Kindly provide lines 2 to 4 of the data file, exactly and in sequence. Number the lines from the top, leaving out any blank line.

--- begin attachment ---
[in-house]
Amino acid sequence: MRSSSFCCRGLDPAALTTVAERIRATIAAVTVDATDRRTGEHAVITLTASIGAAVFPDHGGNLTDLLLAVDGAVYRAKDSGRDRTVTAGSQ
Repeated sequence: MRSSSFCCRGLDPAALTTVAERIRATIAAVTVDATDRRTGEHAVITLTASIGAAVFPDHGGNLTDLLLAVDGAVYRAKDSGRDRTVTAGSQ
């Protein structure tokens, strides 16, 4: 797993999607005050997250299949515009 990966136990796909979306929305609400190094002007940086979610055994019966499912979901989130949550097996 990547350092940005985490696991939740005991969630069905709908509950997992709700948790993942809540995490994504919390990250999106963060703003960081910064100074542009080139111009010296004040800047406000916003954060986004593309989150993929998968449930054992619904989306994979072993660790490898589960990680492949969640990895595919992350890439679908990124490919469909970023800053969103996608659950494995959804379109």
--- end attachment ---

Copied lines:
Amino acid sequence: MRSSSFCCRGLDPAALTTVAERIRATIAAVTVDATDRRTGEHAVITLTASIGAAVFPDHGGNLTDLLLAVDGAVYRAKDSGRDRTVTAGSQ
Repeated sequence: MRSSSFCCRGLDPAALTTVAERIRATIAAVTVDATDRRTGEHAVITLTASIGAAVFPDHGGNLTDLLLAVDGAVYRAKDSGRDRTVTAGSQ
């Protein structure tokens, strides 16, 4: 797993999607005050997250299949515009 990966136990796909979306929305609400190094002007940086979610055994019966499912979901989130949550097996 990547350092940005985490696991939740005991969630069905709908509950997992709700948790993942809540995490994504919390990250999106963060703003960081910064100074542009080139111009010296004040800047406000916003954060986004593309989150993929998968449930054992619904989306994979072993660790490898589960990680492949969640990895595919992350890439679908990124490919469909970023800053969103996608659950494995959804379109």